After Hurricane Irma, the aftermath of the storm continued to hurt the most vulnerable in South Florida. Officials said 39 nursing homes didn't have power four days after the storm.
In Broward County, there was a memorial growing in front of The Rehabilitation Center at Hollywood Hills, 1200 N 35 Ave., on Thursday night.
The tragedy started after a fallen tree damaged a transformer used to power the air conditioner at the nursing home Sunday. The facility didn't have emergency air conditioning. They alerted Broward County officials Tuesday, but didn't report having any medical needs.
The home's staff found Albertina Vega, 99, dead about 2:55 a.m., Wednesday, but this didn't prompt the nursing home administrators to evacuate the facility.
They also didn't inform the Florida Department of Health that their residents in the 152-bed nursing home were at risk although several of them suffered respiratory or cardiac distress.
The nursing home is in the same building as the Larkin Behavioral Health Services psychiatric hospital and is steps away from Memorial Regional Hospital. When three patients were in the emergency room, it set off a red flag.
"We walked over to see if we could offer assistance," said Judy Frum, the hospital's chief nursing officer.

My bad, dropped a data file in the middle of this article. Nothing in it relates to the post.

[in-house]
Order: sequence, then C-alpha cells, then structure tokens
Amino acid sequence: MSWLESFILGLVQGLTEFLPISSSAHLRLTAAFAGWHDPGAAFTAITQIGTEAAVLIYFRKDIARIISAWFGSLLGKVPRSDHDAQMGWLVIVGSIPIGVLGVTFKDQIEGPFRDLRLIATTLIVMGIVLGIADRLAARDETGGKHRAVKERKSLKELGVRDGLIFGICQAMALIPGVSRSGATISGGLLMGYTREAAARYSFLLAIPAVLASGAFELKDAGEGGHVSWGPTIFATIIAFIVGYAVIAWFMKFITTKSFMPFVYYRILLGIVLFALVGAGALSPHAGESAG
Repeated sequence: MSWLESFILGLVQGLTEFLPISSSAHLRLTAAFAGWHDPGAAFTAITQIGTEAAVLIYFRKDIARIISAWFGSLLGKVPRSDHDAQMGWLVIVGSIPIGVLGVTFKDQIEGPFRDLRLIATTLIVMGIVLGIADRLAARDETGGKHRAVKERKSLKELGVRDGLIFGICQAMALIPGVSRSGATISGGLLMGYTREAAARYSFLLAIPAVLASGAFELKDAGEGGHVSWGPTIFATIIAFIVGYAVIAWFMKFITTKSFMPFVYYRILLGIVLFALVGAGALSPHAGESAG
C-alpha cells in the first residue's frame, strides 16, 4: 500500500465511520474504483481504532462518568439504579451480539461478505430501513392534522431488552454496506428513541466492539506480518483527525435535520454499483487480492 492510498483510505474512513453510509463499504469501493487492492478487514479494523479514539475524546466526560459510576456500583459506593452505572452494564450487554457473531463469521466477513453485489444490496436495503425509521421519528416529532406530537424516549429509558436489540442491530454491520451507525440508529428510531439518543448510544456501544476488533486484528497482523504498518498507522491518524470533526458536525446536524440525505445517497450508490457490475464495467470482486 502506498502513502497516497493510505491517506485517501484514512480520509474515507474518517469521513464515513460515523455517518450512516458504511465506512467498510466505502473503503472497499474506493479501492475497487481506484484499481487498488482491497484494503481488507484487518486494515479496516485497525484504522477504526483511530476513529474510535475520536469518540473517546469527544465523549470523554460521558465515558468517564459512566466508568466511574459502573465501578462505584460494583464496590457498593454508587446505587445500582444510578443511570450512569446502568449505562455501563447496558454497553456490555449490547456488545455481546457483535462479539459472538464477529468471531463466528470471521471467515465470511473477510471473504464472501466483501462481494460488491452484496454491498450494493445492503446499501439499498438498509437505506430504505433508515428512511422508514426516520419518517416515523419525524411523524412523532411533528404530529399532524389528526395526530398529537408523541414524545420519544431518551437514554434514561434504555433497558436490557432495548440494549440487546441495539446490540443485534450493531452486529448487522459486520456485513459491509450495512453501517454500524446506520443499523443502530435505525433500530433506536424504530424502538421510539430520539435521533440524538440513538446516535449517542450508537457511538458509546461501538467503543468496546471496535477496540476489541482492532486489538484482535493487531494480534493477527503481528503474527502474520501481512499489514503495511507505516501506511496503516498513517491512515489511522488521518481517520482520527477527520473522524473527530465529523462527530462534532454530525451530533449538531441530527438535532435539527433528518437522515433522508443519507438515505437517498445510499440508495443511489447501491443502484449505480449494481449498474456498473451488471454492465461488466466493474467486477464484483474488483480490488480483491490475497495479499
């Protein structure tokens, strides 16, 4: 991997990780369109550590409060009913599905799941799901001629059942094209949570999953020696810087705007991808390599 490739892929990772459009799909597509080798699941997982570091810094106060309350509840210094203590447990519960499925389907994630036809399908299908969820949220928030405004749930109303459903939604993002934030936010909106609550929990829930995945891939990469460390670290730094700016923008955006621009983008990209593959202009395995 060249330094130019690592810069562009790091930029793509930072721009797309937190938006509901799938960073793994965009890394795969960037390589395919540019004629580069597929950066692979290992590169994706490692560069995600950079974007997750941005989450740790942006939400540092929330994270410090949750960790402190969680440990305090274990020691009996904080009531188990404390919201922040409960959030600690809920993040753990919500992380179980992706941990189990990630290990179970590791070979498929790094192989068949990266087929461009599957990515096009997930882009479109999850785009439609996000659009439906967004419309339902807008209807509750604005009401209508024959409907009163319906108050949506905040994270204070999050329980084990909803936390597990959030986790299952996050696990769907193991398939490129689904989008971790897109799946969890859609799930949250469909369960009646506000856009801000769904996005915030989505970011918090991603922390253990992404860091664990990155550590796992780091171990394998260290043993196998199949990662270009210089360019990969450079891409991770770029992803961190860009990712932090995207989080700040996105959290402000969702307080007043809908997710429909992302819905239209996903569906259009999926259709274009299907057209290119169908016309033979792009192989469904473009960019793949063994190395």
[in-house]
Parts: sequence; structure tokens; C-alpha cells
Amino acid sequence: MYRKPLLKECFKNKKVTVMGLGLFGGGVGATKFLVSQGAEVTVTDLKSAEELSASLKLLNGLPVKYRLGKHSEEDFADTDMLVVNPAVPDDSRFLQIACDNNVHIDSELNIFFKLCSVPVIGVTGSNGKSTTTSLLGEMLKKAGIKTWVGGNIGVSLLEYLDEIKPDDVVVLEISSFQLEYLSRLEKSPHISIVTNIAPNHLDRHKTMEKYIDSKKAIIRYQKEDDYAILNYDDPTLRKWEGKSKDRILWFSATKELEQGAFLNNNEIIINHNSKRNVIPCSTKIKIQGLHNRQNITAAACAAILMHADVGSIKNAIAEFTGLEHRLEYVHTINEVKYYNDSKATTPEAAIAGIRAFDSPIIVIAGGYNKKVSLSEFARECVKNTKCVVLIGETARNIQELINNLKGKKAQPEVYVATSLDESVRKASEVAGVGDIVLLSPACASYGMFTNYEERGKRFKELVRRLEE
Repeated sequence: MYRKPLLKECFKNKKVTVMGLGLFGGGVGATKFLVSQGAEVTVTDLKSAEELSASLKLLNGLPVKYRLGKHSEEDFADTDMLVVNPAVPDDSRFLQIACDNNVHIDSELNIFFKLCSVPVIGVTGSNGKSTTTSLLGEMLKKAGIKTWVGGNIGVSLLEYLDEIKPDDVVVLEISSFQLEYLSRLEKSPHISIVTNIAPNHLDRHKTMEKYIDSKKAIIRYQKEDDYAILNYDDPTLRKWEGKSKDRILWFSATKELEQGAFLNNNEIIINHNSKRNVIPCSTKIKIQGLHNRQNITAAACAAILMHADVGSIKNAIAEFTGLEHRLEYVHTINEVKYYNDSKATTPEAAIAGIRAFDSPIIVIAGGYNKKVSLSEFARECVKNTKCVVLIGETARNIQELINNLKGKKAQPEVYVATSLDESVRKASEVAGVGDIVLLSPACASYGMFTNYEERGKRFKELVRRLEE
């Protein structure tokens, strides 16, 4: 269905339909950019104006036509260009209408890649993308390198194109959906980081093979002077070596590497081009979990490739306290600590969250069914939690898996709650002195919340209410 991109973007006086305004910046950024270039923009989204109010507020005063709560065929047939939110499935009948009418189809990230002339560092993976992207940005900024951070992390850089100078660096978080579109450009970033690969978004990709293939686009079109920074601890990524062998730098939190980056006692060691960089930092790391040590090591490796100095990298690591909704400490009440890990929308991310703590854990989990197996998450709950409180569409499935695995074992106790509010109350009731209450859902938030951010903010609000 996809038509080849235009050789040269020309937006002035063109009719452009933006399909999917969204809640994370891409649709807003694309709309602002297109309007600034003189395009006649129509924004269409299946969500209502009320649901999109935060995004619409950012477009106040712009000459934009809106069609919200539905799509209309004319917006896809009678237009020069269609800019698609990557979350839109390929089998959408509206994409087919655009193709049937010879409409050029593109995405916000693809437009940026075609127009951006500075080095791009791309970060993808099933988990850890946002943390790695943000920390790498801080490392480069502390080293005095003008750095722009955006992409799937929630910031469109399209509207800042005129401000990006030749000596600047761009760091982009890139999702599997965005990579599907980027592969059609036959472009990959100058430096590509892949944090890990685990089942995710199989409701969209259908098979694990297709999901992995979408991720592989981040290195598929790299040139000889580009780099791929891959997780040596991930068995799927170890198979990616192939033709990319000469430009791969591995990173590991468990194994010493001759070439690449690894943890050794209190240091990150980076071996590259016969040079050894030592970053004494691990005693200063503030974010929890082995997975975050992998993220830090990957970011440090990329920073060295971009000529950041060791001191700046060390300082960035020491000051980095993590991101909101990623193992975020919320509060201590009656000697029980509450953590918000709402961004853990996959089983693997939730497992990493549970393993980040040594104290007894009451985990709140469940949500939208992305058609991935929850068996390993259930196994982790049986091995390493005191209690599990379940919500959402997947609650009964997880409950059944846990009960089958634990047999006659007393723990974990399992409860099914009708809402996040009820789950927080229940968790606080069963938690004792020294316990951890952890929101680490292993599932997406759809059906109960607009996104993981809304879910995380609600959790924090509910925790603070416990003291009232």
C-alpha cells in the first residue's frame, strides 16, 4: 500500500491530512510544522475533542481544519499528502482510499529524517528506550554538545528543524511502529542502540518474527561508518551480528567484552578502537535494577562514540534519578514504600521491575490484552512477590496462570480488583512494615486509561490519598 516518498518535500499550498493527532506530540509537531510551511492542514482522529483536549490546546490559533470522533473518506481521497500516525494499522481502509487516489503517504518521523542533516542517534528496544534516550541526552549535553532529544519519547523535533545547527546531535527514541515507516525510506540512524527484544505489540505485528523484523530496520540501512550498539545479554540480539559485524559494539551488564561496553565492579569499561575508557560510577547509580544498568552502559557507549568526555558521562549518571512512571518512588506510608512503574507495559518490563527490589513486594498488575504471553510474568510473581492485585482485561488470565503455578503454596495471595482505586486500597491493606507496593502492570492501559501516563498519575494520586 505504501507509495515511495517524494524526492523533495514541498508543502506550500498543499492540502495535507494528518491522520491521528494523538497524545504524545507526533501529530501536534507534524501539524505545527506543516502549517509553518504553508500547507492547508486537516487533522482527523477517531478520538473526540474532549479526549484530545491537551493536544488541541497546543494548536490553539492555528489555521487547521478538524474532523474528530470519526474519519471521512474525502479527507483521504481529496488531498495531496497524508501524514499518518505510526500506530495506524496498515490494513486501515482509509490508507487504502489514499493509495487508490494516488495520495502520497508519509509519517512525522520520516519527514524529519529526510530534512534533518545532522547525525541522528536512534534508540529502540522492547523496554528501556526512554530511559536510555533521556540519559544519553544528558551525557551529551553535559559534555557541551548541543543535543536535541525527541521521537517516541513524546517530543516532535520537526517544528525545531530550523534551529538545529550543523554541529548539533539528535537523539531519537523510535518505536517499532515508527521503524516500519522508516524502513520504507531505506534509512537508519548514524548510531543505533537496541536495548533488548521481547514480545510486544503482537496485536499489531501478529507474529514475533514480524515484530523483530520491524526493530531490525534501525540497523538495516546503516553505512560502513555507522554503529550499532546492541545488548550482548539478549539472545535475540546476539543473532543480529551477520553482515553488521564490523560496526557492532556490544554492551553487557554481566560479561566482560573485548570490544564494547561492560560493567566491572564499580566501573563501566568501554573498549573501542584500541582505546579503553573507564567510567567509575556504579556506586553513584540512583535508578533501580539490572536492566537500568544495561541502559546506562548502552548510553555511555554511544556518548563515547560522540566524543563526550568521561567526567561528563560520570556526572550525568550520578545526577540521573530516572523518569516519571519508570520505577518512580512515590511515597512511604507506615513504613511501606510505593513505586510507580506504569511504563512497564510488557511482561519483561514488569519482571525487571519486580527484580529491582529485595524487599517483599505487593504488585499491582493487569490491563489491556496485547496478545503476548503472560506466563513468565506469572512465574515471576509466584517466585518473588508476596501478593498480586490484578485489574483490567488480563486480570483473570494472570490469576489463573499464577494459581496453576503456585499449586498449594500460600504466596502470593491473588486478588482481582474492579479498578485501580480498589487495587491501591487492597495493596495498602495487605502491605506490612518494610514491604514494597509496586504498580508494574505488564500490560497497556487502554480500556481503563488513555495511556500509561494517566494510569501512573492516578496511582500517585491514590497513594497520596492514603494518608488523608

But by the time the nurses at Memorial Regional Hospital jumped into action, it was too late. Seven more of the nursing home's residents died. They were ages 70 to 92.
- Carolyn Eatherly, 78, was pronounced dead at hospital at 5 a.m.
- Manuel Mario Mendieta, 96, died inside the nursing home. Fire Rescue pronounced him dead at 5:46 a.m.
- Gail Nova, 70, was pronounced dead at hospital at 6:49 a.m.
- Bobby Owens, 84, died in the nursing home. Fire Rescue pronounced him dead at 6:57 a.m.
- Miguel Antonio Franco, 92, died in the nursing home. Fire Rescue pronounced him dead at 6:59 a.m.
- Estella Hendricks, 71, was pronounced dead at the hospital at 7:53 a.m.
- Betty Hibbard, 84, was pronounced dead at the hospital at 3:09 p.m.
Detectives with the Hollywood Police Department were investigating. The families of the eight dead want justice.
Attorney Marcos Susen said the air conditioning problem at the facility wasn't new. He filed a lawsuit in behalf of Lorraine Luongo, a former resident, accusing The Rehabilitation Center at Hollywood Hills of negligence and abuse last year.
"It's very, very sad that it took eight deaths to some awareness to this problem, which existed for years," Susen said.
Sen. Bill Nelson was among the outraged about the higher than average deficiencies, below average ratings and inadequate emergency preparedness plans at The Rehabilitation Center at Hollywood Hills.
He asked federal officials Thursday to "hold those responsible for their deaths ... accountable and ensure that sufficient safeguards are in place to prevent a similiar tragedy from happening in the future."
Local 10 News' Andrea Torres contributed to this report.